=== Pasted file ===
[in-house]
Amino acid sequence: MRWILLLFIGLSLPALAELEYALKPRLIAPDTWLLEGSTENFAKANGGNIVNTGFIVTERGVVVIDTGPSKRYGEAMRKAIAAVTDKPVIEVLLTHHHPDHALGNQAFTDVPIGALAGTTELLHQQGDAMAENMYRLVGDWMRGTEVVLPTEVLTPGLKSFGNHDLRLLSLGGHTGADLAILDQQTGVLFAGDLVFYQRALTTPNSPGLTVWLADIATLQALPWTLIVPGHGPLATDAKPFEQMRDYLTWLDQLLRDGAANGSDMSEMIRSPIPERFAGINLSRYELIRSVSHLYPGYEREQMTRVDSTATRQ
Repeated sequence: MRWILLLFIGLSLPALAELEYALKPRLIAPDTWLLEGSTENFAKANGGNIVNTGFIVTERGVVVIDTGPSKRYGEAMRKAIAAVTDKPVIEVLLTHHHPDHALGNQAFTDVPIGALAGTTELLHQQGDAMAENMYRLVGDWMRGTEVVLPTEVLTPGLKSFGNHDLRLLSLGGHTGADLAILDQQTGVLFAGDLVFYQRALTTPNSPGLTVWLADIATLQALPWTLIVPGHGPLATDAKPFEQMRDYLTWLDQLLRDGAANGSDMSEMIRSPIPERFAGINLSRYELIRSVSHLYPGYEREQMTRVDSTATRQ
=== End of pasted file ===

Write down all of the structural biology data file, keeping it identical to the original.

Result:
[in-house]
Amino acid sequence: MRWILLLFIGLSLPALAELEYALKPRLIAPDTWLLEGSTENFAKANGGNIVNTGFIVTERGVVVIDTGPSKRYGEAMRKAIAAVTDKPVIEVLLTHHHPDHALGNQAFTDVPIGALAGTTELLHQQGDAMAENMYRLVGDWMRGTEVVLPTEVLTPGLKSFGNHDLRLLSLGGHTGADLAILDQQTGVLFAGDLVFYQRALTTPNSPGLTVWLADIATLQALPWTLIVPGHGPLATDAKPFEQMRDYLTWLDQLLRDGAANGSDMSEMIRSPIPERFAGINLSRYELIRSVSHLYPGYEREQMTRVDSTATRQ
Repeated sequence: MRWILLLFIGLSLPALAELEYALKPRLIAPDTWLLEGSTENFAKANGGNIVNTGFIVTERGVVVIDTGPSKRYGEAMRKAIAAVTDKPVIEVLLTHHHPDHALGNQAFTDVPIGALAGTTELLHQQGDAMAENMYRLVGDWMRGTEVVLPTEVLTPGLKSFGNHDLRLLSLGGHTGADLAILDQQTGVLFAGDLVFYQRALTTPNSPGLTVWLADIATLQALPWTLIVPGHGPLATDAKPFEQMRDYLTWLDQLLRDGAANGSDMSEMIRSPIPERFAGINLSRYELIRSVSHLYPGYEREQMTRVDSTATRQ